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Old 1-Oct-2010, 2:34 PM   #10
eyemgh
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Thanks!

One last question. If I mount it on the roof and use the existing cable runs and distribution system that my DirecTV used, will I need to amplify? Again, thanks! You've been VERY helpful.

Mike
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Old 1-Oct-2010, 4:22 PM   #11
mtownsend
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Yes, I would recommend using a mast mounted pre-amp. Your signals *might* be strong enough to work without the amp, but an amp will make sure you have enough signal to overcome the loss of any signal splitters and long cable runs.

A good pre-amp choice for your situation would be the Channel Master 7777.

Note that pre-amps are usually installed on the mast close to the antenna and get their power on the same coax that is used to deliver the signal into your home. The pre-amp kit comes with a "power injector" that is installed inside your home and sends the power up to the amp. This power injector should be installed before the splitter that sends the signal to all the rooms of your house (don't want to send power through the splitter). There should be nothing else between the power injector and the pre-amp.



Hmmm. How was the DirecTV distribution system hooked up? I suspect that they did not use a passive splitter, but used a multiswitch instead. If you no longer have satellite service, you may need to disconnect the multiswitch and put in a passive splitter instead. Some multiswitches have the ability to pass OTA TV signals, but it's probably easier to just have a passive splitter instead.



BTW, if you have any unused ports in your system, it is recommended that you cap them off with a 75-ohm terminator.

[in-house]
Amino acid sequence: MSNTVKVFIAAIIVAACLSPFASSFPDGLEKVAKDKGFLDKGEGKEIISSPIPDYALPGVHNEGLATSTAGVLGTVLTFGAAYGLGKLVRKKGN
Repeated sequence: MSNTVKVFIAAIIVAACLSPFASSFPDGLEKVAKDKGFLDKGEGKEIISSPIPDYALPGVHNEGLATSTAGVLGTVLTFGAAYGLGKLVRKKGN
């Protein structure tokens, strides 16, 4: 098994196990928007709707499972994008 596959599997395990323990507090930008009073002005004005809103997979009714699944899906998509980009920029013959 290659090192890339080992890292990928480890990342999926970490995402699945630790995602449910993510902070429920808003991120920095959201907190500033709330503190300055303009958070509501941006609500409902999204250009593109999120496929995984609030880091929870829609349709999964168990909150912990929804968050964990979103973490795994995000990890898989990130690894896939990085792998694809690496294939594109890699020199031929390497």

This helps protect the connectors, and, most importantly, prevents any errant signals from leaking out or reflecting back into the system and causing interference.
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Old 1-Oct-2010, 5:54 PM   #12
Tower Guy
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Quote:
Originally Posted by eyemgh View Post
I would like to pick up as many network channels as possible with the least hassle

The problem is, my wife won't tolerate a big antenna.

So, what I'm looking for is the best compromise,
Aim an EZ-HD or ANT-751 at 92 degrees. It would pick up all the stations down to K34DJ that have their azimuth listed in green. Many of them are analog LPTV stations.

http://www.dennysantennaservice.com/...v_Antenna.html

If you consider an Eagle Aspen DB-2 you'd get the same stations except for K13JR.

http://www.amazon.com/Eagle-Aspen-Dt.../dp/B000GIT002

Because the LPTV stations are not necessarily digital, if you want to be sure of HD signals, you will need a rotor or a multiple antenna array.
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Old 1-Oct-2010, 8:12 PM   #13
eyemgh
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options...

Certainly all of those are smaller than the Winegard.

First, What's the difference between the RCA and the EZ-HD other than 2X the price?

Second, if I were to go with one of those smaller antennas, what would I lose over the Winegard?

Thanks!

M
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Old 1-Oct-2010, 10:49 PM   #14
Tower Guy
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Originally Posted by eyemgh View Post
First, What's the difference between the RCA and the EZ-HD other than 2X the price?
They look the same to me.
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Old 2-Oct-2010, 12:42 AM   #15
No static at all
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Quote:
Originally Posted by eyemgh View Post

First, What's the difference between the RCA and the EZ-HD other than 2X the price?
The ANT-751 is made by Winegard, so you can't go wrong with that model. Never looked at an actual EZ-HD, but it does look the same by the photo from Denny's. I'm really impressed with the performance of the ANT-751 considering it's size.
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Old 2-Oct-2010, 5:37 AM   #16
eyemgh
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Winegard makes his antennas too. I think I'll get the RCA and the 7695 and try 'em both. Thanks for all the help.

Mike